Natalia Stambulova

Dr. Natalia B. Stambulova is a Senior Professor in Sport & Exercise Psychology in School of Health and Welfare at Halmstad University, Sweden. Her professional experiences in sport psychology refer to her work for over four decades as a teacher, researcher and practitioner. Her research and publications relate mainly to the athlete career/talent development topic with an emphasis on athletes’ dual careers (in sport and education), various career transitions, developmental crises, and factors involved. Dr. Stambulova is a fellow of the Association of Applied Sport Psychology (AASP) and the International Society of Sport Psychology (ISSP), as well as a winner of Distinguished International Scholar Award of the AASP (2004), Ema Geron Award from the European Federation of Sport Psychology (2019) and Distinguished International Sport Psychologist Award from the ISSP (2021). She also is also a former (2009-2017) Vice President of the ISSP.

Keynote theme

In Pursuit of Dual Career Excellence: Challenges, Coping, and Support


In this keynote lecture I am going to begin with situating dual career (DC) research, assistance and policy making within the athlete career (sport psychology) discourse and proceed with defining European DC discourse. Four major review papers (Guidotti et al., 2015; Kegelaers et al., 2022; Stambulova & Wylleman, 2019; Tessitore et al., 2021) will help to overview current body of DC knowledge embracing three decades of research on student-athletes. Further I will define DC excellence as sustaining a healthy, successful, and long-lasting career in sport in combination with education and/or work and present my narrative on DC excellence pursuit in the form of seven postulates grounded in international DC research. The postulates relate to DC contexts, pathways and transitions, challenges, resources and coping, support and empowerment, mental health, and DC development environments. In conclusion, some applied issues and future challenges will be briefly discussed.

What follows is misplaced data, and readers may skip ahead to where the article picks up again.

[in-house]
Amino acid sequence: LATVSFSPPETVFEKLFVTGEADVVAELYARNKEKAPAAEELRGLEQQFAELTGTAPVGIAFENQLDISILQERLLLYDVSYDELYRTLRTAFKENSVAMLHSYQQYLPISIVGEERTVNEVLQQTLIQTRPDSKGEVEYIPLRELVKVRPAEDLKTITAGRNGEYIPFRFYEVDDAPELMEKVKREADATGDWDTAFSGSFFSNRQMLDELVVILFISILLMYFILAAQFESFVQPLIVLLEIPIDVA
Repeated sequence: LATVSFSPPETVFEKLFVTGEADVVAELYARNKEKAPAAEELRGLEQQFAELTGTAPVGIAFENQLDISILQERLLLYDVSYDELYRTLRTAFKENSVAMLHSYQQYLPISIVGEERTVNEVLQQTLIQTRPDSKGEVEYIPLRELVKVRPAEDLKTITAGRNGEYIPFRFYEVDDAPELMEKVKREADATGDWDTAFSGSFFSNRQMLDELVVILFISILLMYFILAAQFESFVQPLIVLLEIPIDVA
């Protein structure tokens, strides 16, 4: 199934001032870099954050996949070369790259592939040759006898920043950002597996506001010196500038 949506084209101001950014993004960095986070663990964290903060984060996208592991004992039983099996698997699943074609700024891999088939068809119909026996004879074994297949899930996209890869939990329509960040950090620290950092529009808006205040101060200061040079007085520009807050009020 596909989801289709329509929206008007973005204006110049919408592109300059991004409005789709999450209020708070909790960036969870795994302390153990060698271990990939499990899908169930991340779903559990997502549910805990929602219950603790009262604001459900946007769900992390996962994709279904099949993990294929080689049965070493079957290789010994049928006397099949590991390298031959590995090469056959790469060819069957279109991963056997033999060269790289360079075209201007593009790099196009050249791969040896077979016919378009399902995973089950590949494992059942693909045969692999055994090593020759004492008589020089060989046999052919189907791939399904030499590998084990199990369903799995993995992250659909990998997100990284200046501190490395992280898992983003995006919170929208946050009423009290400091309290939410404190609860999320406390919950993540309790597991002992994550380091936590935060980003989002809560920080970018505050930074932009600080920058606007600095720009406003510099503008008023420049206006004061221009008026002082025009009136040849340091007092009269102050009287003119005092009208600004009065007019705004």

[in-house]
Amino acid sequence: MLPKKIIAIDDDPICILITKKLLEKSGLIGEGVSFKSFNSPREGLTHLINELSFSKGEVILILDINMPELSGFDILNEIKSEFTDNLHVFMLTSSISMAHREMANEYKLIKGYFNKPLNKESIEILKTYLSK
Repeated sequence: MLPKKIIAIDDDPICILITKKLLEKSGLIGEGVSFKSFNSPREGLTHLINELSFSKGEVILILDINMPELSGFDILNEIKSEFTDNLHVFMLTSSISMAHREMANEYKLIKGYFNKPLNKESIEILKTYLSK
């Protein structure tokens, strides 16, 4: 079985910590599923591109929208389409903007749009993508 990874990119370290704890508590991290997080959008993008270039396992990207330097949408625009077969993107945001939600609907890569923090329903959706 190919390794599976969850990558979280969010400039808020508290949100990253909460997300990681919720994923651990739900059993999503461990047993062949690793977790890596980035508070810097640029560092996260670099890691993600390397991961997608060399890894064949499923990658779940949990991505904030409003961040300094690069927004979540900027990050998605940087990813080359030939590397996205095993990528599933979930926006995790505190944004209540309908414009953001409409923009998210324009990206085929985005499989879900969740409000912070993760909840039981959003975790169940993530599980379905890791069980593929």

Peter Donnelly

Peter Donnelly is Professor of Sports Policy & Politics at the University of Toronto, Canada. His track record in sports science is impressive and consists of studies related to sport policy and politics, sport and social inequality, sport subcultures, sport and space as well as sociology and risk taking. Donnelly is a leading figure in the emerging field of research on children's rights in sport and children in high performance sport.
 

Keynote theme

THE DISTORTIONS OF CHILDHOOD: Thoughts on Child Labour, COVID and Sport


For almost 40 years I have been working on a project that considers children's participation in elite sport as a form of child labour. For two years I have been working on a project that considers the implications of the pandemic for grassroots sport and sport for development in the countries of the Commonwealth.
 
The organizers have challenged me to find a way to speak about both projects, and I have accepted that challenge in the hope that you will indulge me in undertaking a thought experiment.